What is blockchain? A simple explanation

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The blockchain appeared on the scene at the beginning of the last decade following the advent of cryptocurrencies. Since then, the blockchain has been frequently discussed in the media and has come to be described as a technology capable of having an impact similar to that of the internet. The blockchain was first used with Bitcoin in 2009, the cryptocurrency invented by Satoshi Nakamoto in 2008.

The term blockchain is often used in conjunction with another term: Distributed Ledger Technology (DLT). Blockchain is a subcategory of the broader DLT family. These are trustless systems for value transfer, organized in a decentralized way.They are often spoken of in reference to their application in the field of cryptocurrencies, or more generally in the fintech sector, but in recent years also in other areas of use such as fashion and luxury industry, food, art, etc.
But what do this technology consist of and what role does it play in the systems it helps to create?

Blockchain features

The blockchain is similar to a spreadsheet, in which the transactions that take place in the system are stored sequentially and chronologically. In essence, it is the equivalent of a ledger in which every operation that takes place is recorded.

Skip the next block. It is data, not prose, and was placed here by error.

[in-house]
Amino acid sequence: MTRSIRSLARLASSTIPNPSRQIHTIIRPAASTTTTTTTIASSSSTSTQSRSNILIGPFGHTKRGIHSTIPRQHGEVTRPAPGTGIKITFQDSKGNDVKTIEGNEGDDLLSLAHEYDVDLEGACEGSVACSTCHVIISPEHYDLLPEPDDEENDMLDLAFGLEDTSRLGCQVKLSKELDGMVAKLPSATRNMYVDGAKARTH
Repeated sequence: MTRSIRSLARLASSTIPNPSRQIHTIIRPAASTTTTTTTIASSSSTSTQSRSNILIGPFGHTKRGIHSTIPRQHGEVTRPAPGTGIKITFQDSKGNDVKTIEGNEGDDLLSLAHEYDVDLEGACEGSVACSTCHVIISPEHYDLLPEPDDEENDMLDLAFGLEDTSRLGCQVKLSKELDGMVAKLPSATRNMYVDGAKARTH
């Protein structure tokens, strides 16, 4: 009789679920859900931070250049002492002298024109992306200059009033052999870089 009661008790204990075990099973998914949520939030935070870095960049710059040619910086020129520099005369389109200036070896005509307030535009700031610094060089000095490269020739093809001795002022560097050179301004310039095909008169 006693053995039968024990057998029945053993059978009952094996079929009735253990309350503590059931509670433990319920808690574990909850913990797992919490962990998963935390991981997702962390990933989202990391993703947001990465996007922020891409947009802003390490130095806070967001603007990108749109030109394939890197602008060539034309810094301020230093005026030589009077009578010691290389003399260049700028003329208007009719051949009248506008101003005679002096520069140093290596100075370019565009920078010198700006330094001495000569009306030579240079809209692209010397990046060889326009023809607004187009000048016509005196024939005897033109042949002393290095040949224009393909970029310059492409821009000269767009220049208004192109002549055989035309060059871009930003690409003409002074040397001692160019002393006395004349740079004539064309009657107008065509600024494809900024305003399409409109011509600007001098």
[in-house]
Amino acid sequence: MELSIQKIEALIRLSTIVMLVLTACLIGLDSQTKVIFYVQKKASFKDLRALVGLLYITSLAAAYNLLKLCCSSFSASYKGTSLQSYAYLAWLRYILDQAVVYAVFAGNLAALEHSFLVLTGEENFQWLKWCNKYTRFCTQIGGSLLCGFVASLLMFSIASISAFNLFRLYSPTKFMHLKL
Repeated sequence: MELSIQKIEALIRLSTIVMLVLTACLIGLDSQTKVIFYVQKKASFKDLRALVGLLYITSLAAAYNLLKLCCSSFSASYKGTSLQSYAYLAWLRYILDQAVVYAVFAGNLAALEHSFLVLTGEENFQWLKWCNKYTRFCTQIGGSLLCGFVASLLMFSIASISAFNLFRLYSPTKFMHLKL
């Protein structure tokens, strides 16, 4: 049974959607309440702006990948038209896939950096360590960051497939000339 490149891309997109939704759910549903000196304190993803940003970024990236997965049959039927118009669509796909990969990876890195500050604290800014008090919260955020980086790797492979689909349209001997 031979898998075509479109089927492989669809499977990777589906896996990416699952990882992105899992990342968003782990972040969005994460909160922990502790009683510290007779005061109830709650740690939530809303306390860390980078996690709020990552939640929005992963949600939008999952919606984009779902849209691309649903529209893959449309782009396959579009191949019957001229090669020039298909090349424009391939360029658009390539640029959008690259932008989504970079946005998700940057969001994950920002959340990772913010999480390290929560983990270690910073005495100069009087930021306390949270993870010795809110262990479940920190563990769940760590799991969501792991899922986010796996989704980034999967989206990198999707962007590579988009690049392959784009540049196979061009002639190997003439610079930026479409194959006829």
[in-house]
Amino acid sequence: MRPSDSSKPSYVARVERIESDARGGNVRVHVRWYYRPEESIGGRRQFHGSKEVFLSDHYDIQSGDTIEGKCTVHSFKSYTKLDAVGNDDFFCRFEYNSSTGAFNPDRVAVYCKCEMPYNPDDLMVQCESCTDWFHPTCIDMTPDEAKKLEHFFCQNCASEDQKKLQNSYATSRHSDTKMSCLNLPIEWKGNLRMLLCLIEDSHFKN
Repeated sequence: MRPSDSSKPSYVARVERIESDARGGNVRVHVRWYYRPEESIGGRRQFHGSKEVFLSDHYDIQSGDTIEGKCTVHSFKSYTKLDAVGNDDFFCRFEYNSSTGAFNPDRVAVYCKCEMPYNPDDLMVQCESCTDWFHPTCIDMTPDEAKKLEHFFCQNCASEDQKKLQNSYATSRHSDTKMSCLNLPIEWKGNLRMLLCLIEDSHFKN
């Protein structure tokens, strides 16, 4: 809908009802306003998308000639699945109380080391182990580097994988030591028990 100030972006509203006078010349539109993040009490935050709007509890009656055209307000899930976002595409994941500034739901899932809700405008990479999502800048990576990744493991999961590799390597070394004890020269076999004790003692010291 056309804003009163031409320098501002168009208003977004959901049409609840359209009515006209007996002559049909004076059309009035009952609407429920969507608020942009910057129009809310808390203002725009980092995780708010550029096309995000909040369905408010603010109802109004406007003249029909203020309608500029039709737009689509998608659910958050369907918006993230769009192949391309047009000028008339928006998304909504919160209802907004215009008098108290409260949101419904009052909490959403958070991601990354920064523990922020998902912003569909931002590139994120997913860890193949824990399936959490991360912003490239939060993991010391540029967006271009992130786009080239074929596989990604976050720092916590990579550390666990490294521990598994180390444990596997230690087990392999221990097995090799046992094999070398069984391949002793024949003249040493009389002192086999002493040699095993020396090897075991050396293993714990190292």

The transactions we are talking about represent the transfer of an asset, a currency in the case of cryptocurrencies, from one account to another. By looking in the ledger you can see all the movements and deduce the current situation.
The blockchain has a number of particularities that make it different from a normal database used in other traditional applications. One of these is that the file is organized in interlinked blocks, hence the name ‘blockchain’. Each block contains a set of transactions and is linked to the previous one by a number that the system calculates using an algorithm applied to the content of the block that precedes it in the sequence.

Blockchain: a chain of data blocks

If we were to modify a block, the algorithm would give a different result and the chain would break, so if we wanted to check the integrity of the blockchain starting from the oldest block, we would find that when we arrived at the block following the modified one, the number stored in that block would be different from the one produced by the algorithm applied to the previous block and it would emerge that the data had been modified.